Should the need arise, 4K video playback was handled effortlessly.
Our expectations from the Maximus VIII Formula in this department were high. And the board delivered with flying colours. We were able to push up to 200 BCLK while using XMP profiles of our Corsair memory. We could easily manage to clock our Intel Core i5 6600K to 4.5Ghz at maximum Turbo speeds without needing to adjust voltages. We let OCCT run for a little above two hours to test the stability (OCCT is a tool that stresses the CPU to test how stable it is when overclocked). Our system did not crash, the temperatures were under control and the OS environment was stable. Following our OCCT run, we ran a one hour session of Rise of Tomb Raider and our experience was smooth. Rise of Tomb Raider is one of the most demanding games out there at the moment.
With a little more trial and error runs, we were able to touch 4.7Ghz but we had to increase the voltage to beyond 1.35V to keep the chip stable. 1.36V was the sweet spot.The Maximus VIII Formula handled this with ease and without any hiccups. Going to a higher voltage would mean degradation and we generally avoid that situation. Considering our results at the moment, some more fine tuning could make 4.8Ghz possible too. We will update this review after running our 4.8Ghz tests.
After spending a good three weeks in bed with the Maximus VIII Formula, it is difficult to point any nuance with this board. Hands down, this Z170 motherboard is exceptional and raises the bar for high end motherboards. There is particularly no area in which the motherboard doesn’t excel. It’s performance across all spheres: audio, overclocking, WiFi, connectivity, ports, UEFI, is simply, fantastic. If we really had to object to something, it would be the lack of a Thunderbolt port. Also, the Armour casing near the PCI express slots felt a tad little flimsy. And while assembling the board, if a screw drops into the board while you’re placing it in it’s slot, getting it out would be a task because of all the armour present to conceive its pinpoint location.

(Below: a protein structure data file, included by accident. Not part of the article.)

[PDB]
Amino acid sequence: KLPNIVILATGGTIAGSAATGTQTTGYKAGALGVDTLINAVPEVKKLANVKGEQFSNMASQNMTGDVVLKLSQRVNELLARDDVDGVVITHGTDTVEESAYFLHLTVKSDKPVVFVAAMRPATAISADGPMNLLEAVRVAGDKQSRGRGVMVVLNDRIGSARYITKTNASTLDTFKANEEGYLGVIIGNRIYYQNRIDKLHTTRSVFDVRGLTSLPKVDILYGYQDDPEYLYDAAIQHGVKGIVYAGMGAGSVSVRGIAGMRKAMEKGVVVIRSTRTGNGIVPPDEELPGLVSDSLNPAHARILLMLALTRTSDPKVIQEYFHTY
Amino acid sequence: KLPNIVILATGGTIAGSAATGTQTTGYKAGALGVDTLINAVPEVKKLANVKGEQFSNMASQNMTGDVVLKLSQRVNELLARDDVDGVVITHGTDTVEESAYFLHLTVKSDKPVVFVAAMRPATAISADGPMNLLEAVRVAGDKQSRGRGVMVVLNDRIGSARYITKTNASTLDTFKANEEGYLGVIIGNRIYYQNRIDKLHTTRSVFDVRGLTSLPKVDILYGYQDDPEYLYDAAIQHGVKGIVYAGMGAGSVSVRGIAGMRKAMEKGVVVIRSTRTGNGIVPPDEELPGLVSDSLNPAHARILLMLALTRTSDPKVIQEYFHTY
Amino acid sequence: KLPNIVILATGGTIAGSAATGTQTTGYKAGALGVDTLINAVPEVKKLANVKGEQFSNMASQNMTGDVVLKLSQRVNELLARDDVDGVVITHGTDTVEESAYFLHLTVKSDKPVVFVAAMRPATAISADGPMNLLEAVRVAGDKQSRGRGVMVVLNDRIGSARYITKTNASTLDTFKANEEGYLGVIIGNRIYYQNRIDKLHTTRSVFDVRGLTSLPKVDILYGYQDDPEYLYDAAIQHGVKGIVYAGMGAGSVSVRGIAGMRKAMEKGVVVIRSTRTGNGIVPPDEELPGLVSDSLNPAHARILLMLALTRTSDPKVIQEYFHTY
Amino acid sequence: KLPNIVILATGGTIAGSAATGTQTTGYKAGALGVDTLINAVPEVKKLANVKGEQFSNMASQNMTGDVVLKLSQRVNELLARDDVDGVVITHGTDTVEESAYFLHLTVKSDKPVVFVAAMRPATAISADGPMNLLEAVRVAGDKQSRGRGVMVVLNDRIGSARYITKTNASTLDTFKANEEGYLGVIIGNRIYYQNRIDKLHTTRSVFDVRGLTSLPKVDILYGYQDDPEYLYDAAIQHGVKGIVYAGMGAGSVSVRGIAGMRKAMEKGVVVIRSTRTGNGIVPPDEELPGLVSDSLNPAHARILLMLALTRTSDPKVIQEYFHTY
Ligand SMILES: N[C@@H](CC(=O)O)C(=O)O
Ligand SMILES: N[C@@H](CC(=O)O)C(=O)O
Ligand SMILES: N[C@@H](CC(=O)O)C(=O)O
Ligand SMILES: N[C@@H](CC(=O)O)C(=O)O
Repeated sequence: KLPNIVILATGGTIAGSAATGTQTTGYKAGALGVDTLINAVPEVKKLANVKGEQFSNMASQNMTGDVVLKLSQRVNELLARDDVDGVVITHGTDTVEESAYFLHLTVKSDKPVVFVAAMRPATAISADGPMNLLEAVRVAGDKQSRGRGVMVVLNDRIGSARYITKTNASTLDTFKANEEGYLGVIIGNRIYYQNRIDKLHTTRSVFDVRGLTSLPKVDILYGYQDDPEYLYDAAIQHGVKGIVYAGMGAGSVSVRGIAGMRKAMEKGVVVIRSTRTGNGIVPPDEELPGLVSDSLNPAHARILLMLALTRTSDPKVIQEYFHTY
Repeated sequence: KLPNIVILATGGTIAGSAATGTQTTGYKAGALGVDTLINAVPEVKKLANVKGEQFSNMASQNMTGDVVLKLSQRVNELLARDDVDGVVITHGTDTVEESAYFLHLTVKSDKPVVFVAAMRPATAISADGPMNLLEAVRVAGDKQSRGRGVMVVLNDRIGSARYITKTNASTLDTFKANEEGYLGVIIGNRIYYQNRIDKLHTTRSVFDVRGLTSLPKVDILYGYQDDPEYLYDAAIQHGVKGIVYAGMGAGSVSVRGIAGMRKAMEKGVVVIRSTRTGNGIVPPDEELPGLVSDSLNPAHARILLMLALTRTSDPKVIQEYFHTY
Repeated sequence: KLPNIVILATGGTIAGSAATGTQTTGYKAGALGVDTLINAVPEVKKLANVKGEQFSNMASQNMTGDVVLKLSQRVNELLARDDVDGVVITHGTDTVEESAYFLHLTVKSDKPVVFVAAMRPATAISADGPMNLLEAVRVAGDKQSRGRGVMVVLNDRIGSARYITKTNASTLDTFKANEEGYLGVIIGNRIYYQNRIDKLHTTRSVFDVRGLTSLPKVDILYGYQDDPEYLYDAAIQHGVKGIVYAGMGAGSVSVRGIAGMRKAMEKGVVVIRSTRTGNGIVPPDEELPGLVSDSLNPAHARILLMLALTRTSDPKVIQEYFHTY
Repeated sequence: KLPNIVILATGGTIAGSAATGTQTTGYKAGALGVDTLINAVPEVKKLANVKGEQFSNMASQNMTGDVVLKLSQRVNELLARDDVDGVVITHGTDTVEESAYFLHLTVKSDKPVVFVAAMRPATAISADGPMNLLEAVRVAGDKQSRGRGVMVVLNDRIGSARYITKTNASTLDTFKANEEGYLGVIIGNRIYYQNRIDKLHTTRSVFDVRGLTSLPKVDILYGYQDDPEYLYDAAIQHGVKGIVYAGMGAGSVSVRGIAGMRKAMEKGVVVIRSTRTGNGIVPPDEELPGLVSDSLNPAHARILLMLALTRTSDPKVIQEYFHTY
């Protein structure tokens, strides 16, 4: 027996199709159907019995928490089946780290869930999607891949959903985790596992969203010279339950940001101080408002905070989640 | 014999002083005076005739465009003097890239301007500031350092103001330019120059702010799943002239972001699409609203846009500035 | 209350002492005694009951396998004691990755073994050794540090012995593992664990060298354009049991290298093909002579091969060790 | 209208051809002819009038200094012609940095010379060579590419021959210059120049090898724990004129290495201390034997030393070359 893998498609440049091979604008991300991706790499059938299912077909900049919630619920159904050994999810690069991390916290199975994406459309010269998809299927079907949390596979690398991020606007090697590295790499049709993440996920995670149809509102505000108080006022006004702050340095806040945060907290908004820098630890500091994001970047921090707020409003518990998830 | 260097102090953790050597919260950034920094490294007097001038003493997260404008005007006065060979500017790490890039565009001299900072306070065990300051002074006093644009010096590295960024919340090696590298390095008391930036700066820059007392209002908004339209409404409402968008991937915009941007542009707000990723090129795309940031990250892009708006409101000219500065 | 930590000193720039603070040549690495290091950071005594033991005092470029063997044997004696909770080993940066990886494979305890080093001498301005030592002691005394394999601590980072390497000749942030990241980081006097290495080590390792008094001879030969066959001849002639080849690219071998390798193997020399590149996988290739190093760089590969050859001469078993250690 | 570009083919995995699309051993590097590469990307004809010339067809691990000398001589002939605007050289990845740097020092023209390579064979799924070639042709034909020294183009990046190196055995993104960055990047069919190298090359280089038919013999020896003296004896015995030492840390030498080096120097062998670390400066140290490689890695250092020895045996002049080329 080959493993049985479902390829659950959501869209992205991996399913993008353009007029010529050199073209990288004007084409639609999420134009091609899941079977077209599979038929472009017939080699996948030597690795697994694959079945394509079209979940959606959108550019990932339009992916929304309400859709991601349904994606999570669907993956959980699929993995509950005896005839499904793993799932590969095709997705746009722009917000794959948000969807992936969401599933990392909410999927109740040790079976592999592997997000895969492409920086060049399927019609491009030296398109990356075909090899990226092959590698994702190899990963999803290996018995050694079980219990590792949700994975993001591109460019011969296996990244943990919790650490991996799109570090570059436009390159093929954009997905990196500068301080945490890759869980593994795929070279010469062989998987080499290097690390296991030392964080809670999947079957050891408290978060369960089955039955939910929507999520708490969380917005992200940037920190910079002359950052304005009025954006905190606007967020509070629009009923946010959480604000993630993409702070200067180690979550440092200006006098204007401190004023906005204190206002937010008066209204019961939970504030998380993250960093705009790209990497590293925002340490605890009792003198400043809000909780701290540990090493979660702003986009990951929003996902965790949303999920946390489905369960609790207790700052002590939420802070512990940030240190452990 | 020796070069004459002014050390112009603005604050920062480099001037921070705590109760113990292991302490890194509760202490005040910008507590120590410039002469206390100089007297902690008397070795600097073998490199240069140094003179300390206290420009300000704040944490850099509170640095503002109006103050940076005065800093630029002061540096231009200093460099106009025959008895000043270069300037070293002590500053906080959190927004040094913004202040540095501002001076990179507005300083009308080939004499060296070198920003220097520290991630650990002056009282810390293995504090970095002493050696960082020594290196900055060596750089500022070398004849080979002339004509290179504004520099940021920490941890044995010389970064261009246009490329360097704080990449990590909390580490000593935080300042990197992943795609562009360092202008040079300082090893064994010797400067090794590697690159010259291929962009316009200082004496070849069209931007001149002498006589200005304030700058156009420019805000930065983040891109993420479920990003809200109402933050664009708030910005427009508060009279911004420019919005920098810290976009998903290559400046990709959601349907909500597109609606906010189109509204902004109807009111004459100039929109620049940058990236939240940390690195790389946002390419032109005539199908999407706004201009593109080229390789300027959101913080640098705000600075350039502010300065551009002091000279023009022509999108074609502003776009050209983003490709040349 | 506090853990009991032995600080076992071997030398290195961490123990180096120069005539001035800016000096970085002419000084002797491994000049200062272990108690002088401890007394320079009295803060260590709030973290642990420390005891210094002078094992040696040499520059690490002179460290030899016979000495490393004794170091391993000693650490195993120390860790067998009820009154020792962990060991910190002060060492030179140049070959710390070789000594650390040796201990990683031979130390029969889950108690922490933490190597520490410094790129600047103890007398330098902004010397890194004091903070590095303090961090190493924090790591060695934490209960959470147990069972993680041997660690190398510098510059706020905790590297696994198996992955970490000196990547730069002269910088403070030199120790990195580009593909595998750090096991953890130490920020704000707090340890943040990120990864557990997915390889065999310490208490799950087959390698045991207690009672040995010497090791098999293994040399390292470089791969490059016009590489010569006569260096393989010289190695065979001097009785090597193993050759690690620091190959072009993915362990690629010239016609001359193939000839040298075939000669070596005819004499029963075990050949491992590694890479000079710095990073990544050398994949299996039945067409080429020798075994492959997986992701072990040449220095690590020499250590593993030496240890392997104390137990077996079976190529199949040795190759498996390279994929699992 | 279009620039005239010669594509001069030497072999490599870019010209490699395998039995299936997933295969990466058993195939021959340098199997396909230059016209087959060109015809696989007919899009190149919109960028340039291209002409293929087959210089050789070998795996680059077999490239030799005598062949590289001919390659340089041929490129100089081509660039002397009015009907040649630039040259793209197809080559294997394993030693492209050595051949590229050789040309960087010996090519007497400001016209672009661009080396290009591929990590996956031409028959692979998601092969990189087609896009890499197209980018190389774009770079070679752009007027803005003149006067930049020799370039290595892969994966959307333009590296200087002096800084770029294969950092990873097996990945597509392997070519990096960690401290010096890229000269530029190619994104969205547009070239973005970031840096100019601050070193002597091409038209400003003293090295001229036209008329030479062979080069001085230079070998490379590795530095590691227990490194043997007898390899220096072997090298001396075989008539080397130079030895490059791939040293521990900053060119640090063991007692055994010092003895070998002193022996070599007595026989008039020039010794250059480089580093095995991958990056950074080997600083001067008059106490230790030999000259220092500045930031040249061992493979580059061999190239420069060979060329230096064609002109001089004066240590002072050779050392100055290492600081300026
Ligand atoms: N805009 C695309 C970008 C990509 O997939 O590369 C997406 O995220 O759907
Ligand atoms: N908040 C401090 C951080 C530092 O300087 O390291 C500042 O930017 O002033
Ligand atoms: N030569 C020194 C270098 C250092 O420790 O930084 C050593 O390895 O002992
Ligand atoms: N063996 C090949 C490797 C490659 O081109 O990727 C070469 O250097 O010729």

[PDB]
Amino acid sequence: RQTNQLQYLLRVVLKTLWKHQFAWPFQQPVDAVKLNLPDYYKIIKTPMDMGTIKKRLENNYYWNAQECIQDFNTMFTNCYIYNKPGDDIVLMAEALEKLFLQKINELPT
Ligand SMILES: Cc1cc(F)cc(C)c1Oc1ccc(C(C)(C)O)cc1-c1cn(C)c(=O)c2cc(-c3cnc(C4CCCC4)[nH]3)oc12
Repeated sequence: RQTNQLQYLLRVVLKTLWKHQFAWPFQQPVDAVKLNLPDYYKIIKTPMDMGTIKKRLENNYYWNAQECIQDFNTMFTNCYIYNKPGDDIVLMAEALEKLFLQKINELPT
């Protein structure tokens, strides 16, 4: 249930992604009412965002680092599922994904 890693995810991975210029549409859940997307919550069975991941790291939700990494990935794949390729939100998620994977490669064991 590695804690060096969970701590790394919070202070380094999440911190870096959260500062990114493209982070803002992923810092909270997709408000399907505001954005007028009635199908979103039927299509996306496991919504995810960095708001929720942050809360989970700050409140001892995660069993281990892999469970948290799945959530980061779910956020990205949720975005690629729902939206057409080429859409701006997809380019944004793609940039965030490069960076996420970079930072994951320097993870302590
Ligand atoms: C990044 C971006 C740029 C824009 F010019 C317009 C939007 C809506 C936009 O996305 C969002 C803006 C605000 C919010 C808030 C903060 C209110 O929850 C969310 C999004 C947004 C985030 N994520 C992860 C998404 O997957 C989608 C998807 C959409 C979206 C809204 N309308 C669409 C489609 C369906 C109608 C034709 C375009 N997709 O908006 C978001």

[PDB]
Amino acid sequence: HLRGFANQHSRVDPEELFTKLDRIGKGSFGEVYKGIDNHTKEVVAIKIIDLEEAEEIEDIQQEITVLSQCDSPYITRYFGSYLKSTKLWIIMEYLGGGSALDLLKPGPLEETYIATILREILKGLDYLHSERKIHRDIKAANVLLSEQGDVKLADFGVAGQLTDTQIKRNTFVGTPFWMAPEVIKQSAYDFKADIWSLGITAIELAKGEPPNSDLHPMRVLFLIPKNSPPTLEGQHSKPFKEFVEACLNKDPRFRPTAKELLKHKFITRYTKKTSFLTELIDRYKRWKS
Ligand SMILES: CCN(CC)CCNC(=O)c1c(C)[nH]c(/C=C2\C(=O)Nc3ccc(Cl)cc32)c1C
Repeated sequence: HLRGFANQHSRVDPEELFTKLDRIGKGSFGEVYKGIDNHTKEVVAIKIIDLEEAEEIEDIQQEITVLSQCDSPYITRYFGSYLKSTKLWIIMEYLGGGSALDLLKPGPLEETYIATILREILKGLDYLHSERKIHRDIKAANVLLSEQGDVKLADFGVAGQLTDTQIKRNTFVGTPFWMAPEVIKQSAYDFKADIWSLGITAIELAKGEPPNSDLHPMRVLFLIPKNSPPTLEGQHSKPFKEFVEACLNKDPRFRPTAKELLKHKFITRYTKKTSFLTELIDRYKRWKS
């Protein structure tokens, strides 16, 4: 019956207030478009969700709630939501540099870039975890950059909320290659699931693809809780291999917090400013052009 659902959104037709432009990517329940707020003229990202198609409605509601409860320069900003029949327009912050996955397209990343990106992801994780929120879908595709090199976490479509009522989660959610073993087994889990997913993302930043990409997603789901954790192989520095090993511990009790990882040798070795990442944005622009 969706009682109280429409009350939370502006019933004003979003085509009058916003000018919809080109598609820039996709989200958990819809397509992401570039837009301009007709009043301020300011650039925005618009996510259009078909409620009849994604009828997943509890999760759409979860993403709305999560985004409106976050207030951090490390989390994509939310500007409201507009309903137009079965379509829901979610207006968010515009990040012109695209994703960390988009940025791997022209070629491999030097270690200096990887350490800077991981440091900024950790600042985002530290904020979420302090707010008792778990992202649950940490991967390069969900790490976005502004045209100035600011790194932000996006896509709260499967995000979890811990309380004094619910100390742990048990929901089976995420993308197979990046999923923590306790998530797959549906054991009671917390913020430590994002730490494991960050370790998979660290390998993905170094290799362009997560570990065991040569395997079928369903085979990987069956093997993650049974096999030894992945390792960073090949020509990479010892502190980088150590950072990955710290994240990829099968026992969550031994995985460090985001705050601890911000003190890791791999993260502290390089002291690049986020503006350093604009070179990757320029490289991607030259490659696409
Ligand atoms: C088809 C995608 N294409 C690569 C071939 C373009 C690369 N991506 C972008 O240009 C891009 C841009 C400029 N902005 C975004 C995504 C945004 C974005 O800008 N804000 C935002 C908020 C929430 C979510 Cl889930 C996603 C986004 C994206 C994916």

Being future proof isn’t a problem you would face with this motherboard. Both types of USB 3.1 ports, M.2 and U.2 ports, enough PCI expansion slots, these are future proof features.
Coming to the “Formula” and ROG features, the EK liquid cooler block for the VRM area do sound cool, albeit a little overkill. The RGB lighting system is a delight when its fresh and new, but overtime we found out that we cared for it less and less. It is purely for aesthetic purposes only. But for what it does, it is exactly how it is advertised to be, and it works flawlessly. Somehow, we can’t help but feel that the RGB lighting and EKWB waterblock is what the Maximus VIII Formula is all about. Is that wrong? Not necessarily. But it doesn’t speak for what the motherboard can really achieve either, which is a lot to say. The ROG features like RAMDisk, Sonic Radar II etc. are also useful and work well.
If you’re not going for watercooling and you buy the Maximus VIII Formula motherboard, you just spent a lot of money on a feature that is not of any use to you. But then again, getting the most out of this motherboard is feat in itself. You’ll need the best of every component to do justice to this motherboard.
To really appreciate the Maximus VIII Formula, you need to look past the overclocking numbers and the proprietary features. Sure, you can get the same overclock on cheaper boards, but with an ROG board, what you get is luxury and great attention to detail across all computing aspects. ASUS have done a neat job in camouflaging the transistors and attachments on the circuit board. Just getting a peek through the protrusions shows that the ROG Maximus VII Formula is a work of art, made with fine craftsmanship. The quality of transistors, TPU and VRM capacitors is flawless
Coming to the price, retailing at roughly ₹34,000/-, the ASUS ROG Z170 Maximus VII Formula is by no means a buy for budget conscious buyers. The question is, at its price point, is it a worthy buy? We would say, hell yes! You get the best of everything, in every aspect. And the motherboard delivers in areas where you wouldn’t expect a motherboard to deliver, like looks and elegance, design, great software, and future proof.
-The best looking motherboard we've ever tested
-Solid ASUS Armour
-The best onboard audio we've ever come across
-The best in the business - across all aspects
-RGD LED works flawlessly
-Armour gets in the way of seamless assembling